It's not a moment too soon to think about deep-sixing "Number 96," NBC's spoofy, sex-minded serial, even through the program doesn't premiere until 10 o'clock tonight on Channel 4. The hour-long show, adapted from a long-running Australian soap opera, is slightly disgusting when it's talking about sex and just maniacally uninteresting when it isn't.
The program, a cross between "Mary Hartman" and "Dallas," is set at a Los Angeles apartment building where people have little to do besides covet, snare and apply massive tweaks to one another. It's a hotbed of quadrophonic monomania, and one hour's exposure to it proves more tiresome than irksome and certainly more enervating than titillating.
In the first hour -- written by David Lloyd, the MTM alumnus who helped adapt the show for American TV -- we meet a pair of newlyweds who flunked their honeymoon night finals; a British boutique owner who can't get rid of her live-in cop boyfriend; a combative married couple who agree to let each other roll about in extramarital hay; a conniving starlet who wants to break up the honeymooners and grab the hubbie for herself; and an on-the-air shrink who shows up after an earthquake dressed as a woman.
There are more bedroom scenes than in most TV shows and the married couple's game of change-your-partners is a sport not often dealt with in prime-time entertainment. And just as well, to tell from this gamy attempt; we're not exactly in Feydeau country here. After the wife has slipped into bed with a new tenant, and divested him of his boxer shorts ("aren't you just a trifle overdressed?") the husband nonchalantly walks into the bedroom. He shakes hands with his wife's new lover and leaves them with an "as you were."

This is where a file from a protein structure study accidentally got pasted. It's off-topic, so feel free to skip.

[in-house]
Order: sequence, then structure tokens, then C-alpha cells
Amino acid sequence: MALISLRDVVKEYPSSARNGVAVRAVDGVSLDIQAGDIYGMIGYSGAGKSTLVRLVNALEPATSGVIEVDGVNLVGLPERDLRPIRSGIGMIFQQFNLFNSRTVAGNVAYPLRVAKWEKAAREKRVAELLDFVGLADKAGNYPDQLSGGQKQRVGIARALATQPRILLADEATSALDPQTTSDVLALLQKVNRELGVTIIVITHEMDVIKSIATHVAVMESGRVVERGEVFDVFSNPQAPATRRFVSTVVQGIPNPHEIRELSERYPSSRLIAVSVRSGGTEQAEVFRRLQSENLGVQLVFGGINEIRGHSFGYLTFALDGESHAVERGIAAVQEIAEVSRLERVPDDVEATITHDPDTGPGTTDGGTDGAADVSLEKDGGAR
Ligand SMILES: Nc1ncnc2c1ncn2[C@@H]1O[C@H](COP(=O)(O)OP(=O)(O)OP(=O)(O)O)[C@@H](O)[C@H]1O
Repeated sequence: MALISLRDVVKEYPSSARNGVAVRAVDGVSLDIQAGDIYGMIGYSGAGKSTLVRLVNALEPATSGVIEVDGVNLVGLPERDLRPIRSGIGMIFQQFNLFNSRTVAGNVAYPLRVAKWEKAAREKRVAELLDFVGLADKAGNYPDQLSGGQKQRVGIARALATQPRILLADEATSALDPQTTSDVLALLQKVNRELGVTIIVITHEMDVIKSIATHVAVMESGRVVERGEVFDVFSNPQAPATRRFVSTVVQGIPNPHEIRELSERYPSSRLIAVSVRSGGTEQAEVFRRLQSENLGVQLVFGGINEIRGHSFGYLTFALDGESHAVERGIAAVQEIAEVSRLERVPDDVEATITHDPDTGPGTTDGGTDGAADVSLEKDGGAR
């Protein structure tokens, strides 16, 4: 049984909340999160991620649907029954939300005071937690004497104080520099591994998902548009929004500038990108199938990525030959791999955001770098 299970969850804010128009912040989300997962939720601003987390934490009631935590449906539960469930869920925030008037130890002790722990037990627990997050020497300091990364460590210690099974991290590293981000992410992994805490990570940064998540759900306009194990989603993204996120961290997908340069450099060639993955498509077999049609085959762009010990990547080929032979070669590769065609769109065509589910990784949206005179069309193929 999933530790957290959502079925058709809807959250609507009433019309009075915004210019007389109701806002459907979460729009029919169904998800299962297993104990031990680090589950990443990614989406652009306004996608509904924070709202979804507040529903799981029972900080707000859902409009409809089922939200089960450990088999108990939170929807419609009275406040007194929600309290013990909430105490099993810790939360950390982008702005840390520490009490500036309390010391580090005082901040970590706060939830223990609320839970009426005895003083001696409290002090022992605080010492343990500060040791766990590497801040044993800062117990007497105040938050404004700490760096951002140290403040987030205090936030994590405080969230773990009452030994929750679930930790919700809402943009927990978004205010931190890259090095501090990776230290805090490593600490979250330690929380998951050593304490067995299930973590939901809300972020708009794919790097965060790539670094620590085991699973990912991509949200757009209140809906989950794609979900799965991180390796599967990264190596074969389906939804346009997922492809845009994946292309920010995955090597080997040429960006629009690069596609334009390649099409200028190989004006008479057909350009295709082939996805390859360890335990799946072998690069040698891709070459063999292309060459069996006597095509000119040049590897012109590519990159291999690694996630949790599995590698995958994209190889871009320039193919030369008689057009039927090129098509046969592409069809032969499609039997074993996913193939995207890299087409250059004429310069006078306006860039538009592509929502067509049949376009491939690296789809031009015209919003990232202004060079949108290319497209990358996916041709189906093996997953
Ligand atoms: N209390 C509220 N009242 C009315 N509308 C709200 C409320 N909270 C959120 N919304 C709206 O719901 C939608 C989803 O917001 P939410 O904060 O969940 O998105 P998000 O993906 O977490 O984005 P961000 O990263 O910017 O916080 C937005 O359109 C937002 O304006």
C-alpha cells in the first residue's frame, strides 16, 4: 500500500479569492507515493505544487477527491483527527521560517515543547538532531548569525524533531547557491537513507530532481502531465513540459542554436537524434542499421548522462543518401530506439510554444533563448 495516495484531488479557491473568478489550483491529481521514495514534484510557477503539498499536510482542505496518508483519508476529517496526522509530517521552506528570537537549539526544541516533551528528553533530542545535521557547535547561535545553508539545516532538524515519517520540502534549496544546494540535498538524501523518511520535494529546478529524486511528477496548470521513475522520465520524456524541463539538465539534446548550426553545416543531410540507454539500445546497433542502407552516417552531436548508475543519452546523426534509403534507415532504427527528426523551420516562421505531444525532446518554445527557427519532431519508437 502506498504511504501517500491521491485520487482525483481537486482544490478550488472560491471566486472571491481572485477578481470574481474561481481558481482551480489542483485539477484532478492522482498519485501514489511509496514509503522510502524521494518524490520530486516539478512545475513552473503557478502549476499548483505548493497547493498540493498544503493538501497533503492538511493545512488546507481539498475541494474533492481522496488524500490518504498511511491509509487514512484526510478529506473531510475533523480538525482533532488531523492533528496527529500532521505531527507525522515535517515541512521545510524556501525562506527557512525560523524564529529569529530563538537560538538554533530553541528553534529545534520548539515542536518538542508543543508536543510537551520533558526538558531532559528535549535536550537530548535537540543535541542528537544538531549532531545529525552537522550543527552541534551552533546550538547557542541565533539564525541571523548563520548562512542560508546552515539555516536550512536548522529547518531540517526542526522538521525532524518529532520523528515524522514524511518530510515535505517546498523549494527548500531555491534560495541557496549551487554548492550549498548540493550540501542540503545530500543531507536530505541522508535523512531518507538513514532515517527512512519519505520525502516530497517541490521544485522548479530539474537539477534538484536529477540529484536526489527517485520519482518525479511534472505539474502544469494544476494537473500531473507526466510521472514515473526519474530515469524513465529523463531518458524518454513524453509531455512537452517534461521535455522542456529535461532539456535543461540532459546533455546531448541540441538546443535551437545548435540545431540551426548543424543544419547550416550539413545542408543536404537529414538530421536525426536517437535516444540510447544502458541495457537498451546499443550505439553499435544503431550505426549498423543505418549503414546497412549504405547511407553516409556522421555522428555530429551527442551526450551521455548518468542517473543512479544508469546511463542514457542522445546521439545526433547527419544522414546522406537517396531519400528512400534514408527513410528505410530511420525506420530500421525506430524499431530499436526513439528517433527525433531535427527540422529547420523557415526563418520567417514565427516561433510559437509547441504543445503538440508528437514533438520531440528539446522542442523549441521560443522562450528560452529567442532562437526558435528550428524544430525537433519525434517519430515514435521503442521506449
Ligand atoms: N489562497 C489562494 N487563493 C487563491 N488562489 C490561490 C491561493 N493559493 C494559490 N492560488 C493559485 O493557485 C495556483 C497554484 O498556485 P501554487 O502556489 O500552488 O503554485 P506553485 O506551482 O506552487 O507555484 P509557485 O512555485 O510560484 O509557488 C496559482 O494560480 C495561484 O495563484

A stab is made at reflecting changing sexual roles.Women are likely to grab men's fannies in this program or, as in the second episode (airing tomorrow night at 10) seduce a man, spend the night with him, then leave him the next morning without so much as a by-your-leave. Come to think of it, nobody gives by-your-leaves any more, do they?
Since the program tries to mingle drama with comedy, and since network executives think the public is too stupid to know when its leg is being pulled, some scenes are accompanied with a particularly anemic strain of canned laughter. The series is known around the network as NBC president Fred Silverman's "baby," but it's not a baby even right-to-lifers could convincingly defend.
The most pervasive character on the show appears to be Horace, the horny and pot-bellied retired Naval officer who letches about the premises. "Sodom and Gomorrah West," he proudly calls the building; "If you're looking for a lot of action, you've come to the right place." The cutie-laden pool is "a human smorgasbord," he says, noting that one bikinied woman "goes in for very heavy, kinky stuff."
Horace is a dirty old man with a warped view of life, love and sexuality. "I have the hots for the broad on the float," he remarks at poolside. "Look at her -- that body was made for black leather," he says of another woman. Obviously Horace is meant to represent a sick element in our society: wthe kind of Hollywood mentality who'd make a show like "Number 96.'